South Korea’s top financial regulator on Monday said it was “cautious” on Korea Development Bank’s interest in taking over a bank such as Lehman Brothers, stressing that such a deal would be better led by private lenders.
Jun Kwang-woo, chairman of the Financial Services Commission, told reporters he was aware that KDB was considering the possibility of buying a global investment bank.
“In principle, taking over a global investment bank can become an opportunity to raise the capability of the [Korean] investment banking business,” Mr Jun said.
“But at the same time, as the risks are also big, KDB should take a cautious approach.
“We welcome any efforts led by the private sector to go global, but it may not be proper for state-owned financial institutions to lead the role and take on excessive burdens.”
Lehman shares were down 6.7 per cent at $13.45 at the close in New York on Monday.
The Financial Times revealed last week that KDB had spoken to Lehman about buying a 50 per cent stake but failed to reach an agreement.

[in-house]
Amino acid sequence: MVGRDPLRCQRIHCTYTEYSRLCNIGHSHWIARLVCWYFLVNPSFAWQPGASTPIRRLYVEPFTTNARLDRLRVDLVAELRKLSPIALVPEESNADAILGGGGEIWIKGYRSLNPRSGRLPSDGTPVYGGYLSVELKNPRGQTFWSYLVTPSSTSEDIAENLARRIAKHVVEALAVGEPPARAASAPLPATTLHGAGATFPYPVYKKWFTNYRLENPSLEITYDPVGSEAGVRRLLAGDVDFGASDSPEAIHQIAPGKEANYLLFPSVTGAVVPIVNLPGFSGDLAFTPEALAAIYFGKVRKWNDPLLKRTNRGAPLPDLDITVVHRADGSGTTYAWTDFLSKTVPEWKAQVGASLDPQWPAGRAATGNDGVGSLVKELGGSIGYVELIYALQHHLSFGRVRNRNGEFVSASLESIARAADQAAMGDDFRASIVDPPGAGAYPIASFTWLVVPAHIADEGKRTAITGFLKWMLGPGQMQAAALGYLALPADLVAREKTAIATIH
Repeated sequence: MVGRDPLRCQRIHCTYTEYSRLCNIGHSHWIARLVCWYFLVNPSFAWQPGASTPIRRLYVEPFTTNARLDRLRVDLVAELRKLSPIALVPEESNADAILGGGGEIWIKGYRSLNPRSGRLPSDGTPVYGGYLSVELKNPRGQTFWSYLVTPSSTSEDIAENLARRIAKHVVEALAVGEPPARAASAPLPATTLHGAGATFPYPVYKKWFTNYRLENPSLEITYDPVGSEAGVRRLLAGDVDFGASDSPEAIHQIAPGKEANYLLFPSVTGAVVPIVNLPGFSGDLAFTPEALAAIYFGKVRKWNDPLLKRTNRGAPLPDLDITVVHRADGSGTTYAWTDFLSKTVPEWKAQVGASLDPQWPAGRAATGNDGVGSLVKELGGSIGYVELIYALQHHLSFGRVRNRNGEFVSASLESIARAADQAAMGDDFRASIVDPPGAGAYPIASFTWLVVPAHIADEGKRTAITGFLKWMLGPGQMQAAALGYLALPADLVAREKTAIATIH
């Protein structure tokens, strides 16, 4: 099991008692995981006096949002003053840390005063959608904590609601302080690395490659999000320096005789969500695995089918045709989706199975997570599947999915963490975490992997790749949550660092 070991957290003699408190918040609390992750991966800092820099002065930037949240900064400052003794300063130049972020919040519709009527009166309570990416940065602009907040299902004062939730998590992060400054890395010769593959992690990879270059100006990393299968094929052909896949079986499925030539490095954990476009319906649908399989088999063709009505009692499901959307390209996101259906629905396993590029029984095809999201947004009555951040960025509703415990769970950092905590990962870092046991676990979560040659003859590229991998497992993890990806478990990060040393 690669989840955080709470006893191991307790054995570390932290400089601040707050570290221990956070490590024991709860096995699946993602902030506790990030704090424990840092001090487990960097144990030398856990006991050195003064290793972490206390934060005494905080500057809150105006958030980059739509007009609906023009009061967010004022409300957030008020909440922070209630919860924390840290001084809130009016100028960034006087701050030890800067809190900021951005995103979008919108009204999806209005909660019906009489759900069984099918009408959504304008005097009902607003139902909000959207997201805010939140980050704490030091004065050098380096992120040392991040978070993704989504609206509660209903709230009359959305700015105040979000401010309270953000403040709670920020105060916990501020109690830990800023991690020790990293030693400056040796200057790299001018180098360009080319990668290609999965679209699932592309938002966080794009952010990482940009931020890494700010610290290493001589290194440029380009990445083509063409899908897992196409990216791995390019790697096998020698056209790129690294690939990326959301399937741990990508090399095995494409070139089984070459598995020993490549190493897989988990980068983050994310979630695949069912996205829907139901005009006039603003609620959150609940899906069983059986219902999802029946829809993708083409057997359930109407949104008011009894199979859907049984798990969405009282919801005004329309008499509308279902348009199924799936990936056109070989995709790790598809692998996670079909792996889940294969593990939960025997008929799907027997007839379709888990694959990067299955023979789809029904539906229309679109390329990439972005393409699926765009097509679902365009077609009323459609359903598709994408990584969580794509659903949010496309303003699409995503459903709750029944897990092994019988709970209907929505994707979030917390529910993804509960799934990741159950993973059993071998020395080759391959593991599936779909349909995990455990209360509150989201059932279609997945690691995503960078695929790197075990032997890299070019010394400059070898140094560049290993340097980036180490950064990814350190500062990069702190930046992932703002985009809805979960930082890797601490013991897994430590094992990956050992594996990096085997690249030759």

According to people familiar with the negotiations, the Koreans discussed a two-step process under which KDB would buy a 25 per cent stake directly from Lehman and another 25 per cent though a market tender.
Lehman is considering options to raise cash before its mid-September earnings report, which JPMorgan analysts expect will include writedowns of up to $4bn.
These include a sale of a stake in Lehman itself or the sale of all or part of its asset management arm or its commercial real estate portfolio.
KDB said on Monday that it was “thinking about various options [to raise competitiveness]” ahead of a planned privatisation.
However, the lender declined to comment on its interest in Lehman.
Last month Min Euoo-sung, KDB’s new chairman and a former head of Lehman in South Korea, said the lender would actively seek overseas takeovers.
He added that subprime woes in the US provided an opportunity for KDB.
“Plans for mergers and acquisitions in foreign markets are included in our strategy to develop into a global financial company,” Mr Min said.
South Korea plans to privatise KDB by 2012 by setting up a holding company, and is preparing for an initial public offering next year.